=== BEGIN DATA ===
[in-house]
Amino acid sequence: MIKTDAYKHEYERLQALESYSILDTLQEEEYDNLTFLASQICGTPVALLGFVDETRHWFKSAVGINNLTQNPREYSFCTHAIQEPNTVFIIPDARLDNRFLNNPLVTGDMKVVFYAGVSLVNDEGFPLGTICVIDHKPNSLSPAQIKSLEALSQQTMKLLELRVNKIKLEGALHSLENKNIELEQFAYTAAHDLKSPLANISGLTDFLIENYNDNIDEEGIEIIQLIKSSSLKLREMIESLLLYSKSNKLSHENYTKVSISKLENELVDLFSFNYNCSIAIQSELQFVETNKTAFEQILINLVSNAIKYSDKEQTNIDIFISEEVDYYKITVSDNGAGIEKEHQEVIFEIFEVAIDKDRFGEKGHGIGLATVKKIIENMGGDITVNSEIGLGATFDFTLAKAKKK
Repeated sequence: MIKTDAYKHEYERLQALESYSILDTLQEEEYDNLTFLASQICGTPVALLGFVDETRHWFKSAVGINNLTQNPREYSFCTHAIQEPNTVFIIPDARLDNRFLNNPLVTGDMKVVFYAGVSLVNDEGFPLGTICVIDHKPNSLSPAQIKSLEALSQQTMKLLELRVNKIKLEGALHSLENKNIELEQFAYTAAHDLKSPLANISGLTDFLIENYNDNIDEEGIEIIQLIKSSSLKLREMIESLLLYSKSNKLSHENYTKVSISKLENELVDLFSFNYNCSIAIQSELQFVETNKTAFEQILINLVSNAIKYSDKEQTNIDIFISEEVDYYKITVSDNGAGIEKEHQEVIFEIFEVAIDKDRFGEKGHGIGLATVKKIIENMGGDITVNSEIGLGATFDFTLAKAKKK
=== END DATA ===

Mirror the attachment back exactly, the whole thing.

[in-house]
Amino acid sequence: MIKTDAYKHEYERLQALESYSILDTLQEEEYDNLTFLASQICGTPVALLGFVDETRHWFKSAVGINNLTQNPREYSFCTHAIQEPNTVFIIPDARLDNRFLNNPLVTGDMKVVFYAGVSLVNDEGFPLGTICVIDHKPNSLSPAQIKSLEALSQQTMKLLELRVNKIKLEGALHSLENKNIELEQFAYTAAHDLKSPLANISGLTDFLIENYNDNIDEEGIEIIQLIKSSSLKLREMIESLLLYSKSNKLSHENYTKVSISKLENELVDLFSFNYNCSIAIQSELQFVETNKTAFEQILINLVSNAIKYSDKEQTNIDIFISEEVDYYKITVSDNGAGIEKEHQEVIFEIFEVAIDKDRFGEKGHGIGLATVKKIIENMGGDITVNSEIGLGATFDFTLAKAKKK
Repeated sequence: MIKTDAYKHEYERLQALESYSILDTLQEEEYDNLTFLASQICGTPVALLGFVDETRHWFKSAVGINNLTQNPREYSFCTHAIQEPNTVFIIPDARLDNRFLNNPLVTGDMKVVFYAGVSLVNDEGFPLGTICVIDHKPNSLSPAQIKSLEALSQQTMKLLELRVNKIKLEGALHSLENKNIELEQFAYTAAHDLKSPLANISGLTDFLIENYNDNIDEEGIEIIQLIKSSSLKLREMIESLLLYSKSNKLSHENYTKVSISKLENELVDLFSFNYNCSIAIQSELQFVETNKTAFEQILINLVSNAIKYSDKEQTNIDIFISEEVDYYKITVSDNGAGIEKEHQEVIFEIFEVAIDKDRFGEKGHGIGLATVKKIIENMGGDITVNSEIGLGATFDFTLAKAKKK